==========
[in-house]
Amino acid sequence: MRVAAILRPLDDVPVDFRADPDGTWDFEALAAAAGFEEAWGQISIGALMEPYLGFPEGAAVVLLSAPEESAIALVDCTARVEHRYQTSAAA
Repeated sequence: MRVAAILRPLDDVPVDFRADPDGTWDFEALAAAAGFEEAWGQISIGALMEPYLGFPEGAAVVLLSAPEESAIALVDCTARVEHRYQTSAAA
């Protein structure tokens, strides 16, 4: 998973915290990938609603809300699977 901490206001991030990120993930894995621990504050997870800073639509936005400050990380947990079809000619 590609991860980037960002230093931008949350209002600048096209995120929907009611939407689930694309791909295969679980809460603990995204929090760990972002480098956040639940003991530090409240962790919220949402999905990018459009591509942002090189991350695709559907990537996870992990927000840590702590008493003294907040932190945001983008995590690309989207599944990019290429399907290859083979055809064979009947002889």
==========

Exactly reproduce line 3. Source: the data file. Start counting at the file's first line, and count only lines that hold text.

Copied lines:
Repeated sequence: MRVAAILRPLDDVPVDFRADPDGTWDFEALAAAAGFEEAWGQISIGALMEPYLGFPEGAAVVLLSAPEESAIALVDCTARVEHRYQTSAAA